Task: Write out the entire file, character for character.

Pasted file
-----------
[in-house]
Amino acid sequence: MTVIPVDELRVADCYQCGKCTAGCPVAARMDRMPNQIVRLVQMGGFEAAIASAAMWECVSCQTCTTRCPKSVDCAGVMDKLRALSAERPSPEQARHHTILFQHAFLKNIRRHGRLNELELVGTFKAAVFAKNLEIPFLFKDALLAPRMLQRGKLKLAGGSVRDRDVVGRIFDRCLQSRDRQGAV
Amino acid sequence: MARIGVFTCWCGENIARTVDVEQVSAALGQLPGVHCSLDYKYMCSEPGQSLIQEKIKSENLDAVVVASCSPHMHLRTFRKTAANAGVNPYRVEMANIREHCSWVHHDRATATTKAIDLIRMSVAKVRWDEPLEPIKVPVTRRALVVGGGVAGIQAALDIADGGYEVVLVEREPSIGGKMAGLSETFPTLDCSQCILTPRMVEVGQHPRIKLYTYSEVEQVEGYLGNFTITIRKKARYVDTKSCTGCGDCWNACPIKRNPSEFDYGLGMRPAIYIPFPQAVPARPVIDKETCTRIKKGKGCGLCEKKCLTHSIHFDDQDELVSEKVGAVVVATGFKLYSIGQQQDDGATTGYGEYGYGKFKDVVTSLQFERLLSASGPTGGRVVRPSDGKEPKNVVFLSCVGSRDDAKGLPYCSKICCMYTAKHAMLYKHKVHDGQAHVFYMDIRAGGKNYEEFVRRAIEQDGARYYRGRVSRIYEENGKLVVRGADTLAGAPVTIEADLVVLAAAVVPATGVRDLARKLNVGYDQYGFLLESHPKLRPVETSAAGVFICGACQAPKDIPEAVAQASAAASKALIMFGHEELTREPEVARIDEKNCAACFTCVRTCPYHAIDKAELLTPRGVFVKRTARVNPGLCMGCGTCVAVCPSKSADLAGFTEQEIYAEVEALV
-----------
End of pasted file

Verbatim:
[in-house]
Amino acid sequence: MTVIPVDELRVADCYQCGKCTAGCPVAARMDRMPNQIVRLVQMGGFEAAIASAAMWECVSCQTCTTRCPKSVDCAGVMDKLRALSAERPSPEQARHHTILFQHAFLKNIRRHGRLNELELVGTFKAAVFAKNLEIPFLFKDALLAPRMLQRGKLKLAGGSVRDRDVVGRIFDRCLQSRDRQGAV
Amino acid sequence: MARIGVFTCWCGENIARTVDVEQVSAALGQLPGVHCSLDYKYMCSEPGQSLIQEKIKSENLDAVVVASCSPHMHLRTFRKTAANAGVNPYRVEMANIREHCSWVHHDRATATTKAIDLIRMSVAKVRWDEPLEPIKVPVTRRALVVGGGVAGIQAALDIADGGYEVVLVEREPSIGGKMAGLSETFPTLDCSQCILTPRMVEVGQHPRIKLYTYSEVEQVEGYLGNFTITIRKKARYVDTKSCTGCGDCWNACPIKRNPSEFDYGLGMRPAIYIPFPQAVPARPVIDKETCTRIKKGKGCGLCEKKCLTHSIHFDDQDELVSEKVGAVVVATGFKLYSIGQQQDDGATTGYGEYGYGKFKDVVTSLQFERLLSASGPTGGRVVRPSDGKEPKNVVFLSCVGSRDDAKGLPYCSKICCMYTAKHAMLYKHKVHDGQAHVFYMDIRAGGKNYEEFVRRAIEQDGARYYRGRVSRIYEENGKLVVRGADTLAGAPVTIEADLVVLAAAVVPATGVRDLARKLNVGYDQYGFLLESHPKLRPVETSAAGVFICGACQAPKDIPEAVAQASAAASKALIMFGHEELTREPEVARIDEKNCAACFTCVRTCPYHAIDKAELLTPRGVFVKRTARVNPGLCMGCGTCVAVCPSKSADLAGFTEQEIYAEVEALV